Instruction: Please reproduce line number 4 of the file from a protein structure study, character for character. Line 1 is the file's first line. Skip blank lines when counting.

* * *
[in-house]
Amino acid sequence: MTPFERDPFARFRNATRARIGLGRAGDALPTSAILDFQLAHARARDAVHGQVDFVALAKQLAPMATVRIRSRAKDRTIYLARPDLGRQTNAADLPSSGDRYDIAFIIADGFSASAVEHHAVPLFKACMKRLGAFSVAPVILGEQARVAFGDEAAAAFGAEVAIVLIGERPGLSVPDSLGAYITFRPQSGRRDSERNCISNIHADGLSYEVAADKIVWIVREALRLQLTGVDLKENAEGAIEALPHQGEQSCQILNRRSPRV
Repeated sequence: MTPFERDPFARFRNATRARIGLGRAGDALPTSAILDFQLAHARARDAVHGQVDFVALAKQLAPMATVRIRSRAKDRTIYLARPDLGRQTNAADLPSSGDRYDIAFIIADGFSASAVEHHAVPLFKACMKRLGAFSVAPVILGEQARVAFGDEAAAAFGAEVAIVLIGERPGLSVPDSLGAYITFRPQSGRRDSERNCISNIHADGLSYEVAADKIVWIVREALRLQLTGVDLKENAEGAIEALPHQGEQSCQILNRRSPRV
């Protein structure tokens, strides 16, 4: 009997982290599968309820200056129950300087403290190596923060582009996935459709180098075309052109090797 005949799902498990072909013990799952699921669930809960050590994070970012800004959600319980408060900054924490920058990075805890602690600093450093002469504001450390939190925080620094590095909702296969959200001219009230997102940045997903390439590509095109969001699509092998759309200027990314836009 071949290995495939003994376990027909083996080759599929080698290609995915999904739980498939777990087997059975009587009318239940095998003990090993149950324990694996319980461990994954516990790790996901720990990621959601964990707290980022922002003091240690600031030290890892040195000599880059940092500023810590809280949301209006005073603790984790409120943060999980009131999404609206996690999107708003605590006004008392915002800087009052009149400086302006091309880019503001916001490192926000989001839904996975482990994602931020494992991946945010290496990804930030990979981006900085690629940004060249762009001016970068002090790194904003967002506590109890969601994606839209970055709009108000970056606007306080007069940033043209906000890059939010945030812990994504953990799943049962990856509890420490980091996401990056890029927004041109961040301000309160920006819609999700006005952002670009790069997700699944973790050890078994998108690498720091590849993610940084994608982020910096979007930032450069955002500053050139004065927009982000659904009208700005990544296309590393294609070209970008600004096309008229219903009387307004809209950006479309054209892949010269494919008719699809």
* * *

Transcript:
């Protein structure tokens, strides 16, 4: 009997982290599968309820200056129950300087403290190596923060582009996935459709180098075309052109090797 005949799902498990072909013990799952699921669930809960050590994070970012800004959600319980408060900054924490920058990075805890602690600093450093002469504001450390939190925080620094590095909702296969959200001219009230997102940045997903390439590509095109969001699509092998759309200027990314836009 071949290995495939003994376990027909083996080759599929080698290609995915999904739980498939777990087997059975009587009318239940095998003990090993149950324990694996319980461990994954516990790790996901720990990621959601964990707290980022922002003091240690600031030290890892040195000599880059940092500023810590809280949301209006005073603790984790409120943060999980009131999404609206996690999107708003605590006004008392915002800087009052009149400086302006091309880019503001916001490192926000989001839904996975482990994602931020494992991946945010290496990804930030990979981006900085690629940004060249762009001016970068002090790194904003967002506590109890969601994606839209970055709009108000970056606007306080007069940033043209906000890059939010945030812990994504953990799943049962990856509890420490980091996401990056890029927004041109961040301000309160920006819609999700006005952002670009790069997700699944973790050890078994998108690498720091590849993610940084994608982020910096979007930032450069955002500053050139004065927009982000659904009208700005990544296309590393294609070209970008600004096309008229219903009387307004809209950006479309054209892949010269494919008719699809």